Sunday, October 11, 2015
An Historical Winner
Starting from her late childhood, we are introduced to Marguerite as she watches her mother, Catherine de Medicis, and her older brother, Charles, rule Catholic France with an iron hand. Marguerite dreams of the day she will be able to join Court and fulfill her destiny to marry well, and when she is twelve, she is finally given the opportunity. Quickly making lifelong friends with two young women, and basking in the adoration of both her brother the king and her brother, the Duc de Anjou, Margot is the center of attention for everyone except her mother. Her eye falls on the young Duc de Lorraine and the two scheme ways to be together until everything comes crashing down and Margot finds herself back on the fringes of her family, forced to do their bidding and marry where they say.
Perinot has done her research and it shows in her grasp of characters and events. Marguerite is no shy, retiring flower, despite her lack of acknowledgement by other authors; she continually is shown to know her own mind and manipulate events as best she can in a time when most women weren't thought capable of such. Among the flamboyant figures of the day, Margot was able carry on a love affair and save her husband's life, despite her mother's machinations. Not that everything she did was perfect or even heroic; Perinot captures the desperation of a young girl's determination during a tumultuous period of her life and also in France's history.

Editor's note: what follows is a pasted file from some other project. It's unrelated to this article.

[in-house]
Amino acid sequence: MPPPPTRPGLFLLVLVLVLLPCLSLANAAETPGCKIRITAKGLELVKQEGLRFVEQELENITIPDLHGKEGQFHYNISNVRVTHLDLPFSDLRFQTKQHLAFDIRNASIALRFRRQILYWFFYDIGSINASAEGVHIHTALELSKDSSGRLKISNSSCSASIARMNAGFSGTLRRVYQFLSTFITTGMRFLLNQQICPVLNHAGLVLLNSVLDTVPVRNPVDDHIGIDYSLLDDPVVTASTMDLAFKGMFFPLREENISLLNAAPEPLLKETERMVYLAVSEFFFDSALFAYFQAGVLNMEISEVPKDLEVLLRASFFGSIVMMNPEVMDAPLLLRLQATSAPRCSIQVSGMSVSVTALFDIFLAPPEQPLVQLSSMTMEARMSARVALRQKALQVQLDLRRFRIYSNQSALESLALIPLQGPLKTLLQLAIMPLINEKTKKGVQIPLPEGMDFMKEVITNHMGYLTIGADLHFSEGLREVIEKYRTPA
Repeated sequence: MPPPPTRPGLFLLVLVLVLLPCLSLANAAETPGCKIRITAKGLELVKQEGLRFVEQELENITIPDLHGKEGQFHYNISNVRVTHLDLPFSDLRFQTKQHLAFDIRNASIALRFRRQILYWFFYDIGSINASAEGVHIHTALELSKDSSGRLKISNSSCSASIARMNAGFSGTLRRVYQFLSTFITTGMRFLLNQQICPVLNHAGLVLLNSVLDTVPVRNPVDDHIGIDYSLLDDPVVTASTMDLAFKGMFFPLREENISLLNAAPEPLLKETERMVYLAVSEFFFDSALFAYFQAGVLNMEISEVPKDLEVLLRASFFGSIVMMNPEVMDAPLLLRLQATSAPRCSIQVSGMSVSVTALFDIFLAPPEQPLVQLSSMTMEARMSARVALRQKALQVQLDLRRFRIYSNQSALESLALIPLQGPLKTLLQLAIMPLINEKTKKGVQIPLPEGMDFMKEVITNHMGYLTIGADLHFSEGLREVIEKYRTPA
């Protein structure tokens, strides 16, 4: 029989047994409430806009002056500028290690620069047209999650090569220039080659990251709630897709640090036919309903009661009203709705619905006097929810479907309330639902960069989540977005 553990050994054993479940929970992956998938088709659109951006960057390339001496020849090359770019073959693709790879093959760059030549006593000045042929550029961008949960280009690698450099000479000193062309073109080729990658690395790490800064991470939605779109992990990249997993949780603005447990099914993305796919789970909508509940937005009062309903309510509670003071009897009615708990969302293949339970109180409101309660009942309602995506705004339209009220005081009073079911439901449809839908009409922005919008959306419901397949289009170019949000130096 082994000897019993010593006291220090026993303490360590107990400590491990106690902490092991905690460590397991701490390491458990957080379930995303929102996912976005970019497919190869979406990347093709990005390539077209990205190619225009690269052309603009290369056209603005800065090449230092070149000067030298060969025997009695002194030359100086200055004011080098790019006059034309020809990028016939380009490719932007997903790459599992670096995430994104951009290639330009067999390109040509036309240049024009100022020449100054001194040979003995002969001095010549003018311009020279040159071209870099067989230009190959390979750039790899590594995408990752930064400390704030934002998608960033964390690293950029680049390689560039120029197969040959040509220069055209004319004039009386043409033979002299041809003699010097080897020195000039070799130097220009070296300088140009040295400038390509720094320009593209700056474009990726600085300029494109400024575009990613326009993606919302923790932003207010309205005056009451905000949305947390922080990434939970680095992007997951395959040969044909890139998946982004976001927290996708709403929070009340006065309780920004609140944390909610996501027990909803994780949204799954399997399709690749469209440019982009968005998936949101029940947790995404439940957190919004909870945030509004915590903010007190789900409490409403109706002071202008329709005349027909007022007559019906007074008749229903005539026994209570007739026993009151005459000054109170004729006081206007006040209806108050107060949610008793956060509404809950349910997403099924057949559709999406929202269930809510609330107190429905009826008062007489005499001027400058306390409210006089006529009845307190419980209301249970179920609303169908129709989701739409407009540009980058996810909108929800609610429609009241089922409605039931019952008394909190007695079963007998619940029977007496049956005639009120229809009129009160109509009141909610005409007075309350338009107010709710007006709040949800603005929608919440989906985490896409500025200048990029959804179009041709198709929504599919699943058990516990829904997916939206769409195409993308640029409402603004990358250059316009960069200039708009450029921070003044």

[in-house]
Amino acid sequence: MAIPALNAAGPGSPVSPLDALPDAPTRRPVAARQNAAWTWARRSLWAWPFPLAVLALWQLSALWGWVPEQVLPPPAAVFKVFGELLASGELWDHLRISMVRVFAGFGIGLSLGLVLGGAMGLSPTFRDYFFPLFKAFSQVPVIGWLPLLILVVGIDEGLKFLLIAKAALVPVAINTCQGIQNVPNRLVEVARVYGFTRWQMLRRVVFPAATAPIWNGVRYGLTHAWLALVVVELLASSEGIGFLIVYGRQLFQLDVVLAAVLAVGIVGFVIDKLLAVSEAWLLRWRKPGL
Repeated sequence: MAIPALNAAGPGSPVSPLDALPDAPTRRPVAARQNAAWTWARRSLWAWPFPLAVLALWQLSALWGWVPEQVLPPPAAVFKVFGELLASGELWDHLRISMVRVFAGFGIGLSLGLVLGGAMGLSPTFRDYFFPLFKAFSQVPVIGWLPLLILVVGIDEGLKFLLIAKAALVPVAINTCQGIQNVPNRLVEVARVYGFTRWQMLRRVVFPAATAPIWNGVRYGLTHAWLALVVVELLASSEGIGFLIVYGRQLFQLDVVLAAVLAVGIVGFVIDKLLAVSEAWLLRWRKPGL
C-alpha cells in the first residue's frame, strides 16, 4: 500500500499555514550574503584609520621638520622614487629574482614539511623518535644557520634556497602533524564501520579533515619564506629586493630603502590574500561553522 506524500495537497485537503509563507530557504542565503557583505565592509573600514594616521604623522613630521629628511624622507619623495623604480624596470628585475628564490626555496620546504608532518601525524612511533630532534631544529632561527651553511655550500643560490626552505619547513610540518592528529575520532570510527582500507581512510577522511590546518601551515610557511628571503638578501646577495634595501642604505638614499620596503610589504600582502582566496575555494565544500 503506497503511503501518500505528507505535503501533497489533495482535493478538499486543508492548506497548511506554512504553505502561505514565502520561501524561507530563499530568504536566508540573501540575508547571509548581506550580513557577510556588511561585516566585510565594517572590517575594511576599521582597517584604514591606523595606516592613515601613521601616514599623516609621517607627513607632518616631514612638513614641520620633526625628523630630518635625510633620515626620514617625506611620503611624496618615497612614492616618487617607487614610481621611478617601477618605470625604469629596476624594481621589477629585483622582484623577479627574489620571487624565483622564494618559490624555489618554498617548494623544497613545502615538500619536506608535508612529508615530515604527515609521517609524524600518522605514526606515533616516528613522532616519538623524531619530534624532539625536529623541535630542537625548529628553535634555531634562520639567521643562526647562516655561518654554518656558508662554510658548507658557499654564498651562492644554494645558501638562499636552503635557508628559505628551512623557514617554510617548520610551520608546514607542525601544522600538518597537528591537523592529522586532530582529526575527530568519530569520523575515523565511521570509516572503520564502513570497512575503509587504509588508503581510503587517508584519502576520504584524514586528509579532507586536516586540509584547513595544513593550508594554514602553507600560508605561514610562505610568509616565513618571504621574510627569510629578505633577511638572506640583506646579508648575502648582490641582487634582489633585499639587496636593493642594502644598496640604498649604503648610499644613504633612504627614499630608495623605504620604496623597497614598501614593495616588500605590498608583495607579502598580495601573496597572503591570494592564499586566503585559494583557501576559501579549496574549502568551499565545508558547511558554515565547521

Be prepared as you go in to understand that the role of religion not only shaped Margot but all of life, and that the de Valois family had their own personal demons to wrestle. At least one of Perinot's interpretations of what happened among the family may raise some eyebrows, but as addressed in the author's notes, it makes sense. Also, this is not really a young adult novel, even though most of the novel finds Margot in her teens. In the 1500s, many people were married in their early teens, and few were naive about relationships. Margot, while sheltered to some degree, soon finds her own sexuality, as do most of the cast of characters. The subject matter, however, is more about the historical context and Margot's place in it than it is about prurient interests. In that, Perinot excels. I could picture scenes and situations perfectly through her exquisite writing, and I'm very hopeful we have not heard the last of Marguerite from Perinot. Bump this one up to the top of your To Read Next pile. It's an absorbing winner.